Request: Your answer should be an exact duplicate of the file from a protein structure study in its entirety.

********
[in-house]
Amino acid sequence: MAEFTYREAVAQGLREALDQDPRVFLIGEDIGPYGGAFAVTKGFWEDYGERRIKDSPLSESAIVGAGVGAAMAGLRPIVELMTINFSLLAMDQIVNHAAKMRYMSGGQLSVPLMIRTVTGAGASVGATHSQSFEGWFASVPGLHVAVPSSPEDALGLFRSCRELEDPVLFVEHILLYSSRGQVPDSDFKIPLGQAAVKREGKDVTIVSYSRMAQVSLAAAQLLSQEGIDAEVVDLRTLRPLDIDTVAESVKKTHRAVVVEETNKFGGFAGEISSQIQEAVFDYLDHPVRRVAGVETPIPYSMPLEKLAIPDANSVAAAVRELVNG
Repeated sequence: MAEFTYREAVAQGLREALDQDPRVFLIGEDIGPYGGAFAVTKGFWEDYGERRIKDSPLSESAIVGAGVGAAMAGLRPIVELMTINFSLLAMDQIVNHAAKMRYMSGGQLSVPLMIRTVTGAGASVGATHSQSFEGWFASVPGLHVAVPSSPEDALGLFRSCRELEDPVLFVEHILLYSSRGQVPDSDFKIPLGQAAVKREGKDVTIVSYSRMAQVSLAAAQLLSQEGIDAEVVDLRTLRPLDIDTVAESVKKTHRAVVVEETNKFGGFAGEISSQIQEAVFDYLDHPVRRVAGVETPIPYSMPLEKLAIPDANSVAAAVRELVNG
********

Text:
[in-house]
Amino acid sequence: MAEFTYREAVAQGLREALDQDPRVFLIGEDIGPYGGAFAVTKGFWEDYGERRIKDSPLSESAIVGAGVGAAMAGLRPIVELMTINFSLLAMDQIVNHAAKMRYMSGGQLSVPLMIRTVTGAGASVGATHSQSFEGWFASVPGLHVAVPSSPEDALGLFRSCRELEDPVLFVEHILLYSSRGQVPDSDFKIPLGQAAVKREGKDVTIVSYSRMAQVSLAAAQLLSQEGIDAEVVDLRTLRPLDIDTVAESVKKTHRAVVVEETNKFGGFAGEISSQIQEAVFDYLDHPVRRVAGVETPIPYSMPLEKLAIPDANSVAAAVRELVNG
Repeated sequence: MAEFTYREAVAQGLREALDQDPRVFLIGEDIGPYGGAFAVTKGFWEDYGERRIKDSPLSESAIVGAGVGAAMAGLRPIVELMTINFSLLAMDQIVNHAAKMRYMSGGQLSVPLMIRTVTGAGASVGATHSQSFEGWFASVPGLHVAVPSSPEDALGLFRSCRELEDPVLFVEHILLYSSRGQVPDSDFKIPLGQAAVKREGKDVTIVSYSRMAQVSLAAAQLLSQEGIDAEVVDLRTLRPLDIDTVAESVKKTHRAVVVEETNKFGGFAGEISSQIQEAVFDYLDHPVRRVAGVETPIPYSMPLEKLAIPDANSVAAAVRELVNG